I have just hit my 37th week and was about to sit down and write up my 36th week of pregnancy diaries when I realised…I hadn’t yet written my 34th or 35th, whoops!

I think the reason I probably didn’t realise I hadn’t written one for so long is because the last time I updated you was after my last appointment. I haven’t seen anyone since then due to the Christmas holidays but am due to be seen next week for another scan and consultant appointment. I haven’t been informed that they want me to come into hospital a week earlier for a scan or an ECV so I am hoping that baby girl has turned around by 38 weeks as I don’t fancy having to book in for an ECV for another day when I am already at the hospital! I never had to have my ECV in the end with Jack as he had turned and was engaged by the time they scanned me just before attempting the ECV so hoping the same happens with baby girl too!

Weeks 34-36 have been fairly boring but extremely busy. We’ve been getting everything ready for Jack’s last Christmas as an only child, attending all of his Christmas events at school (he was a narrator in the nativity, so cute!) and we’ve also had major stress with my Dad going into hospital on the 23rd and having to spend his Christmas there.

Pregnancy symptom wise, I’ve still been suffering with heartburn and the occasional pelvic pain and she’s been very active as she prepares to make her big arrival. I’m constantly feeling exhausted and struggling to sleep. I’m planning on getting my hospital bag ready in the next few days ready for when she decides to make her arrival, I feel she may be early!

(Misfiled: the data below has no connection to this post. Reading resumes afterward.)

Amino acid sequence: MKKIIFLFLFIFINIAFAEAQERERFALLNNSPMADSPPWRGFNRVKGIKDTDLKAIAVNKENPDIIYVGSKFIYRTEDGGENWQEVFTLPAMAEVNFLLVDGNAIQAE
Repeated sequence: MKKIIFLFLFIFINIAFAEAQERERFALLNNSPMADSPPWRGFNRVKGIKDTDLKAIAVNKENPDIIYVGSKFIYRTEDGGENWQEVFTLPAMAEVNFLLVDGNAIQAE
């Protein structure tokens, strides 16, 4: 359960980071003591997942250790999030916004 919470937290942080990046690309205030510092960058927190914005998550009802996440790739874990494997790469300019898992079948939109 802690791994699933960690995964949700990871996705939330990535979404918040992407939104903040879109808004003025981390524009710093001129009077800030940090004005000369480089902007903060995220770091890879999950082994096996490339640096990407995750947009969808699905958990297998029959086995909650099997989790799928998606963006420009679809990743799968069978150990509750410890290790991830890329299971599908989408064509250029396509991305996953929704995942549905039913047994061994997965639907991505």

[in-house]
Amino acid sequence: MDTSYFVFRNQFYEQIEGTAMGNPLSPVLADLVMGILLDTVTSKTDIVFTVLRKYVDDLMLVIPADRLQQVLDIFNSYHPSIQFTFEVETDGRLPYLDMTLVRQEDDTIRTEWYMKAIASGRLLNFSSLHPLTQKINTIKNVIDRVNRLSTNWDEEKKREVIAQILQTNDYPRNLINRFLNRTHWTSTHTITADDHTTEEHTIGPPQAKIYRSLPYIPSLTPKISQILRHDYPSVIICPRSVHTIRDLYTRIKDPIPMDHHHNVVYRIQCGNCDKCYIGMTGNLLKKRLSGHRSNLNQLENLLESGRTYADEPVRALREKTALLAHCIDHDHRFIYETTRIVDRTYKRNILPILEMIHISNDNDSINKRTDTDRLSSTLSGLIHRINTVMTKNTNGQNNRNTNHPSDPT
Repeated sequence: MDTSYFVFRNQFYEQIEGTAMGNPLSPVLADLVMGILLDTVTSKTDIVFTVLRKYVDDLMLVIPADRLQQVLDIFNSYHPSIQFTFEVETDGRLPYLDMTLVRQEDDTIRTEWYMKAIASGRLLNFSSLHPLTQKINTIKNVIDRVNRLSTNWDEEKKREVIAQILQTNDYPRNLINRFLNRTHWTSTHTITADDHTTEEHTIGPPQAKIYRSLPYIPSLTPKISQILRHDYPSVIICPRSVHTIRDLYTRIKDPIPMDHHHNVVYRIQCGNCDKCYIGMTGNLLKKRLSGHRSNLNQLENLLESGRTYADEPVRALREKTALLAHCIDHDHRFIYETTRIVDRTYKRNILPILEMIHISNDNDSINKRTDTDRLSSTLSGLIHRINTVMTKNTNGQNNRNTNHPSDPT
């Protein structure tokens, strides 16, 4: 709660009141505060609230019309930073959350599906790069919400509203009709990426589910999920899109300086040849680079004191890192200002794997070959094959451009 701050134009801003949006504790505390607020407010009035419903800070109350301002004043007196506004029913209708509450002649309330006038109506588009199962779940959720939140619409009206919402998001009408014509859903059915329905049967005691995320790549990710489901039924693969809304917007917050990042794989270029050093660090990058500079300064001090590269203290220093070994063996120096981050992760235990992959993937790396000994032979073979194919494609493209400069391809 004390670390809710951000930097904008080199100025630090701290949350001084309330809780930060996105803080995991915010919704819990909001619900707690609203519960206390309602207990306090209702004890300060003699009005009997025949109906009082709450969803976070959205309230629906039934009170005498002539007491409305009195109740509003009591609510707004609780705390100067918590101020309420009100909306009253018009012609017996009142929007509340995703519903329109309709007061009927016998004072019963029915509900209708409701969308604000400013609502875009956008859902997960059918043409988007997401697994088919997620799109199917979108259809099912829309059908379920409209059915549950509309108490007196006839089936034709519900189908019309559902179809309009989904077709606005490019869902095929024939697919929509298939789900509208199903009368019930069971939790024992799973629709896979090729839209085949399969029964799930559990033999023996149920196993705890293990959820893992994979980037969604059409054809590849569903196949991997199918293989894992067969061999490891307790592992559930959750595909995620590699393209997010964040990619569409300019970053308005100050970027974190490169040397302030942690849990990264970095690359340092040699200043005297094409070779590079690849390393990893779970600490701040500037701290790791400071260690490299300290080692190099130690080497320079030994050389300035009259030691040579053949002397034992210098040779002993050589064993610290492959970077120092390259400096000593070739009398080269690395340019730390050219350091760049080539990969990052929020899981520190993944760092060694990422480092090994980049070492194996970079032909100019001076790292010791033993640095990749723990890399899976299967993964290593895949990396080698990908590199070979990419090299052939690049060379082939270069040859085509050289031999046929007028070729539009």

For now though I’m going to enjoy the last few weeks I’ve got before I have another newborn in the house…

My Pregnancy Diaries | Week 33

My Pregnancy Diaries | Week 33

Week 33 was a bit of an eventful one. I hit 34 weeks on the Saturday just gone so here is the run up to that day, my 33 weeks update. I yet again didn’t have a midwife appointment but I did have my growth scan at 33+6 (the Friday) and have been suffering a lot with various things these past few weeks.

I’ve been struggling with a lot more things these past few weeks. Getting up out of bed, getting off the sofa, managing the long walk to Jack’s school in the morning to drop him off and the afternoon to pick him up. Heartburn has made a comeback with a vengeance and the broken sleep is really starting to get to me – the constant need to go to the toilet, the inability to find a comfortable position to sleep in.

At my growth scan, they yet again confirmed that baby girl is growing perfectly so not SGA like they originally thought. At the moment she is currently still breech so we’re discussing what to do next – I’m due another growth scan at 38 weeks but they may bring that and the consultant appointment forward one week to 37 weeks in order to fit in the scan, the consultants appointment and the potential external cephalic version. An external cephalic version is where your obstetrician places firm but gentle pressure on your tummy to encourage your baby to turn a somersault in your womb to be head down rather than feet down.

I’m currently not too worried as Jack was breech from around 30 weeks onwards, I went in at 37 weeks for my ECV and he’d turned head down and was engaged, ready for when labour eventually happened. I’m really hoping that the same is the case for baby girl but if not, I will be having the ECV. If that then doesn’t work then we will be discussing the other options which would probably be a c-section, something I am keen to avoid.

This week I plan to write my birth plan (updating my one from when I was pregnant with Jack if I can find it on this ancient PC…), I’m planning to avoid the pethidine this time and instead go straight for the epidural should I need it – I am no good with pain and my pain threshold is rubbish. I will be opting for gas and air too.

This week is quite quiet for pregnancy related things but I am sure I can expect heartburn, being unable to get up from things and lots more in the weeks to come…yay!!